~ Re-evaluating operations, rebranding image ~
PHILIPSBURG--Postal Services St. Maarten (PSS) Interim Director Marinka Gumbs says that since assuming her current post she has taken stock of some of the financial and operational challenges the organisation is facing.
“Every month, PSS is faced with an enormous amount of returned mail. This issue is a concern for us, and it also concludes that since Hurricanes Irma and Maria we are more challenged than ever before in delivering mail to citizens,” Gumbs said in a press release on Wednesday.
“Many persons are still displaced or for unknown reasons have not updated their information at the Civil Registry. Management, therefore, intends to meet with representatives of government and other agencies to discuss how we can tackle this and other matters seriously and structurally.”
She said that although some of the issues facing PSS are a direct result of St. Maarten’s responsibilities since becoming an autonomous country, they need to be dealt with without delay so that PSS can rediscover its potential. It is no secret, she noted, that postal services around the world are experiencing a serious decline in their core business since the dawn of the Internet.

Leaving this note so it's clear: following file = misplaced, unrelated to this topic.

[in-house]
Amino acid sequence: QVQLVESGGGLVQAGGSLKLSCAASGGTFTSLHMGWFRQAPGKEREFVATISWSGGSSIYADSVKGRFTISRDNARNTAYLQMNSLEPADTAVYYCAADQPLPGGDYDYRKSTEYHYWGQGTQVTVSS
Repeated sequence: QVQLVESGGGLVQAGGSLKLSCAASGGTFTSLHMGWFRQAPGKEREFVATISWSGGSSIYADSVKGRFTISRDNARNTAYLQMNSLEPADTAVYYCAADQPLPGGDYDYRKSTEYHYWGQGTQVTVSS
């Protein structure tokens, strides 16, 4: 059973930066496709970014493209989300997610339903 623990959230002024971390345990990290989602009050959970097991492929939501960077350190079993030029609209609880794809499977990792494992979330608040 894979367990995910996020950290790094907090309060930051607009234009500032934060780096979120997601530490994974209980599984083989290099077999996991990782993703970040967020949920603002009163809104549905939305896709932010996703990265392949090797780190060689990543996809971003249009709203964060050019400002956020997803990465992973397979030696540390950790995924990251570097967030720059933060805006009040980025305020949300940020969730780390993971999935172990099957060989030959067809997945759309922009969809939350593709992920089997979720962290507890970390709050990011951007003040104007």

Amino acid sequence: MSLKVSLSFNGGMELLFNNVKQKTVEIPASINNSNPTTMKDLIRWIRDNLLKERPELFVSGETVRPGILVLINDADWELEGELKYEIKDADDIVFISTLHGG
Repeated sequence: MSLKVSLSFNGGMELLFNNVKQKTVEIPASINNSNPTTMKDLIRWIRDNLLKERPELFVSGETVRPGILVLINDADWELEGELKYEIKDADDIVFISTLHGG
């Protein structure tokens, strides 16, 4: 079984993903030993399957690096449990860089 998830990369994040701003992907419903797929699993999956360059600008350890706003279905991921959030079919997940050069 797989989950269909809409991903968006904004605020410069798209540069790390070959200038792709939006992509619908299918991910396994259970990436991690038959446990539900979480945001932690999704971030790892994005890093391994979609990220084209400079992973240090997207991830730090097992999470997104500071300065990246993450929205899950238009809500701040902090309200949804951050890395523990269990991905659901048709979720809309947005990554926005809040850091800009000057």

“Undoubtedly, advanced technologies and the presence of highly competitive package delivery businesses underscore and intensify these challenges even more.”
Therefore, Gumbs is already exploring other viable options such as e-Commerce, which, in her opinion, will provide many opportunities for financial growth for the post office.
“In the coming months, the focus will be placed on our internal matters, which includes re-evaluating our operations and rebranding our image to serve our country better. We will be rolling out new services and enhancing the services that we are already providing. These initiatives, however, cannot be accomplished without the involvement of the government, board, management, and staff, of course,” Gumbs said.
Despite the odds, she said PSS has been fortunate to retain quite a few experienced and longstanding employees during a very difficult time for the organisation. “I am confident that these individuals and newcomers can play an important role in the realisation of new and promising initiatives.”
Gumbs said stakeholder involvement and public-private partnerships are equally important for the future of PSS.
“We cannot become complacent because of technology and other threats. PSS must look at the opportunities in the challenges that exist and capitalise on these if we want to chart a new direction, regain our presence and financial viability,” she said.